Kayleigh Fisk (10-1) struck out seven, collected three hits and scored twice Saturday as Davenport (21-3) defeated Odessa 11-5 in the championship game of the District 7 B softball tournament at Kettle Falls.

Minnesota in familiar position
Once again, the Minnesota Timberwolves have thrown away their homecourt advantage. It didn't cost them in the last round against Sacramento, but overcoming an early disadvantage against the Lakers looks like a much greater challenge.

Taurasi’s return is triumphant
Diana Taurasi was all business in her return to Connecticut. The former UConn star scored 26 points to lead the Phoenix Mercury to a 65-58 win over the Connecticut Sun in her second pro game and first in the state where she led the Huskies to three straight NCAA titles.

Flyers struck by Lightning
TAMPA, Fla. – Dave Andreychuk was as happy for his teammates as he was for himself.

WSU programs get back in the game
Bottom of the ninth. Two out. Two strikes. Grizzled, hard-throwing Don Parker on the mound. Rookie Len Jessup at the plate.

7E7 Dreamliner to put passengers in lap of luxury
SEATTLE -- The first new American commercial jetliner to be built in more than a decade won't be the biggest or fastest passenger plane in the sky.

Coming Monday
If you're kicking yourself that you didn't buy a house or refinance your current home loan when mortgage rates were at historic lows, stop kicking.

Consumer worries belie stable economy
Consumers can't be blamed for feeling grumpy. With prices rising and interest rates creeping up, bargains are harder to come by and it's too late to land a 30-year fixed-rate mortgage anywhere close to 5 percent.

Week Ahead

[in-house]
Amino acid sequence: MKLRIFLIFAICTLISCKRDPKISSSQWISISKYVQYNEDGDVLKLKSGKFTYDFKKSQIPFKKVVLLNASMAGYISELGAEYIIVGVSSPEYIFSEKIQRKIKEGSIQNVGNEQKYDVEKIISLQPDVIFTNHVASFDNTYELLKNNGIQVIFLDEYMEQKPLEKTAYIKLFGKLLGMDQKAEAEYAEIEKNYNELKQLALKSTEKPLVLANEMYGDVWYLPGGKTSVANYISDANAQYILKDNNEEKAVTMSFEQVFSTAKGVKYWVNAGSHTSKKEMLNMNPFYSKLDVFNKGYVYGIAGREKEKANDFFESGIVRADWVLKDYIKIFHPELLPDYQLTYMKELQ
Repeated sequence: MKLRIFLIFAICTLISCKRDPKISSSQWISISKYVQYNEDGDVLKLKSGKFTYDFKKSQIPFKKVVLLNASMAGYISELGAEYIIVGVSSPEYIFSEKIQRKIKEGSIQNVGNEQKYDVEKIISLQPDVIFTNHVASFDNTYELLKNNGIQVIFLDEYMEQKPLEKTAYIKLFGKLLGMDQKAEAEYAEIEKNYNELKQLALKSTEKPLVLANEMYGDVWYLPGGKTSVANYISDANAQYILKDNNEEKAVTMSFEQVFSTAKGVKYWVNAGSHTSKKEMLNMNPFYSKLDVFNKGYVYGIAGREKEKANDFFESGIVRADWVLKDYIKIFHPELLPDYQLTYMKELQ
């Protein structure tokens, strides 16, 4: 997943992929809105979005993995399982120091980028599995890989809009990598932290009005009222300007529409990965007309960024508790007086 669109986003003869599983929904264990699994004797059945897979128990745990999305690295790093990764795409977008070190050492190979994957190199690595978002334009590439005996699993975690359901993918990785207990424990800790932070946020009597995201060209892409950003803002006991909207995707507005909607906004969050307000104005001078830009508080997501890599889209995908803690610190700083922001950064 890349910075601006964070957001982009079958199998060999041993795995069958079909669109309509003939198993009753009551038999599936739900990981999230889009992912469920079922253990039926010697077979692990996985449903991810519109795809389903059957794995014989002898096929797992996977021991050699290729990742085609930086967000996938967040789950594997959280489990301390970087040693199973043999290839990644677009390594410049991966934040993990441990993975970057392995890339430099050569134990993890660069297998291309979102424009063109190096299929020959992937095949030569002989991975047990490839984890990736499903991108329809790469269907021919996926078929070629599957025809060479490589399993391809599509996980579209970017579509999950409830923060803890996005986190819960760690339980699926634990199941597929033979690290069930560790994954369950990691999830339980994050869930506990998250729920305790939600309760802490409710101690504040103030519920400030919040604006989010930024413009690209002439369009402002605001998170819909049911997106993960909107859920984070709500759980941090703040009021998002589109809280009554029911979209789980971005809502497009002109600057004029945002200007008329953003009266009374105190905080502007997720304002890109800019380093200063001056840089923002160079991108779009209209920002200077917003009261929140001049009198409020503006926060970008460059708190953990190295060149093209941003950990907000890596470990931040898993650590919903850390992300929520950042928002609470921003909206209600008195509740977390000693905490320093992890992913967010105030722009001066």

Business Beat

NextFest gives us a glimpse of future
If you're fretting that inventors and scientists have stopped dreaming big dreams, the NextFest exposition in San Francisco last weekend showed that's just not so.

This time around, push technology gets nudge it needs
I remember well the enormous hype surrounding “push technology.” The idea was to broadcast information to computer users much as e-mail is sent. Entrepreneurs raised hilariously large sums of money to make it happen.

The Game of Love
LOS ANGELES -- The hot new creation in video games may be procreation. Amid the thousands of new products at the recent Electronic Entertainment Expo that featured shooting, racing, punching, slashing and pummeling, a handful of upcoming titles like “The Sims 2” and “Playboy: The Mansion” focused on “love” -- or at least the physical act of it -- as the player's main goal.

by the numbers

gizmo
Blogger and Movable Type

tech speak
pure play

Pal’s trip is planned, so zip it
Here's something to keep in mind. By the time friends announce summer travel plans, they've usually made up their minds. They're not in the market for second-guessing. Affirmation is what they seek. Related stories

Mitchie Rich
Mitchie Brusco, chocolate mouthed, is springing from bed to bed like a pinball. It's his latest trick.

All in all, Michael is really just a regular guy, Moore or less
Michael Moore is a shy man, a lazy man. A couch potato who watches too much TV and does not read enough literature. Someone with a teeny ego who cannot stand to look at himself on a movie screen.

Horoscope

Ultimately, you have to live with your decision